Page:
Farmers and investors need to keep their eye on Russia.
It could be argued that the wheat market's reaction to the return of the fierce price competitor to grain shipments, after an 11-month ban, was relatively modest.
Chicago wheat prices fell 5%, but stayed well above lows hit two weeks ago. Paris wheat only in late deals lost ground additional to that shed on Monday when it lost 5% while US markets took a holiday.
But that shouldn't persuade market to think that Russia - until last year's drought, the rising star of world wheat output – has lost its ability to shift prices.
There are good reasons for a fairly limited reaction for now.
One is that investors have already factored in a return to Russian grain exports. The US Department of Agriculture earlier this month, in its much-watched Wasde report on world crop supply and demand, pegged them at 10m tonnes for wheat and 2.8m tonnes for coarse grains such as barley and corn.
That's not far short of the 15m tonnes that Russia's deputy prime minister, Viktor Zubkov, was talking about on Tuesday as a likely figure for shipments in 2011-12.
And that 2.2m-tonne difference could easily be offset by a multiple if weather worries in Canada, China, Europe and the US, as well as the former Soviet Union, come home to roost.
Remember, it was not until late June last year that the extent of Russia's drought became apparent – and forecasters are predicting at least another warm week for the former Soviet Union, on top of already dry conditions, raising the potential of another unduly dry summer.
But that does not make Russia a spent force for lower prices.
Russian wheat sowings (by harvest year)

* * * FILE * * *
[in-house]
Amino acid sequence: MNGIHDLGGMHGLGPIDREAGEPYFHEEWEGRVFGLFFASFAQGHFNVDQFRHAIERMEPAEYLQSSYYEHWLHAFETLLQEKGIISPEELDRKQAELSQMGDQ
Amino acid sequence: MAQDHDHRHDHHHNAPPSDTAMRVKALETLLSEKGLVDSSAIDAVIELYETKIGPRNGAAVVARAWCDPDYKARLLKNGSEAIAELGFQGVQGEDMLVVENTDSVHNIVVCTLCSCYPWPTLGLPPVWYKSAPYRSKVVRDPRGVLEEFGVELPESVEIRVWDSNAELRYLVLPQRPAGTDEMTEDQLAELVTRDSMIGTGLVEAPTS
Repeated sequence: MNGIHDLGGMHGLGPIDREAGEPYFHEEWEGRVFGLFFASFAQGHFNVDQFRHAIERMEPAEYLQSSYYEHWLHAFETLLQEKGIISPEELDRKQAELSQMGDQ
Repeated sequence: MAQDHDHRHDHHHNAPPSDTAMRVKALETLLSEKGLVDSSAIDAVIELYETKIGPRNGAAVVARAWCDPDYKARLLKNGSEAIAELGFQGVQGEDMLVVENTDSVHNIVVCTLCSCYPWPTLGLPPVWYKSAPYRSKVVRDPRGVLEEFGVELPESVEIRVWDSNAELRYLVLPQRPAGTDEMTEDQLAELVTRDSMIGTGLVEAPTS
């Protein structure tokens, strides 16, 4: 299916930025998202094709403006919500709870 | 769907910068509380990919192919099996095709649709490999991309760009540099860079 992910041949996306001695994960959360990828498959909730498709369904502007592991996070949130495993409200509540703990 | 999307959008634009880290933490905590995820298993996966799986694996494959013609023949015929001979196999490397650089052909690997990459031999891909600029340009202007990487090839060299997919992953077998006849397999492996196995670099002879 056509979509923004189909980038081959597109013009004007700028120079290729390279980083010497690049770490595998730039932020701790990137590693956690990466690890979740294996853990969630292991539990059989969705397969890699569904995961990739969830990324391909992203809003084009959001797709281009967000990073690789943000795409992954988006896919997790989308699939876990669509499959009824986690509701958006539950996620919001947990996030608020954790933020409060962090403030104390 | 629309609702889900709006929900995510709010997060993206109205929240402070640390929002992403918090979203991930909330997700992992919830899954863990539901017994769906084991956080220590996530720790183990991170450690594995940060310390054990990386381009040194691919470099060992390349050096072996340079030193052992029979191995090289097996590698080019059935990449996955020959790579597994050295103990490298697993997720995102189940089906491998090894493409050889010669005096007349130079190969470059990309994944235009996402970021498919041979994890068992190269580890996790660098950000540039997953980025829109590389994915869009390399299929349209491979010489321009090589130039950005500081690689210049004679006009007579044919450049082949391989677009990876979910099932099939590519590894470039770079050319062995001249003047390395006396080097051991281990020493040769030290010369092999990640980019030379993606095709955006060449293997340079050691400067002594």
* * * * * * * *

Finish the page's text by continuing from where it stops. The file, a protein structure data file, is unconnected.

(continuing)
2011: 25.9m-26.4m hectares
2010: 26.61m hectares
2009: 28.70m hectares
2008: 26.63m hectares
2007: 24.38m hectares
Furthermore, there is the chance that Russia's inventories left over from previous harvests may be bigger than the market believes.
Russia's grain inventories are, to a degree like China's, a matter of debate. US Department of Agriculture attaches last summer estimated them at 15.5m tonnes, at the same time as Russian official statisticians had them at 21.7m tonnes, and Moscow farm ministry officials at 25.8m tonnes.
Have farmers and merchants been squirreling away grain in preparation for flooding onto export markets when trade resumes?
There is room for doubt. While the USDA has pegged in a more than halving in Russian grain stocks over 2011-12, they were running a modest 22% behind a year ago as of March 1, according to official statisticians.
And layered on top of this is the uncertainty caused by elections both this year, for Russia's parliament, and next, for the presidency. That could see the rural lobby wooed with further concessions – within the bounds of keeping food prices in check.
Whatever the outcome, now Russia has switched itself back into grain exports, and has the ability to surprise, investors need to plug back into Russia.
By Mike Verdin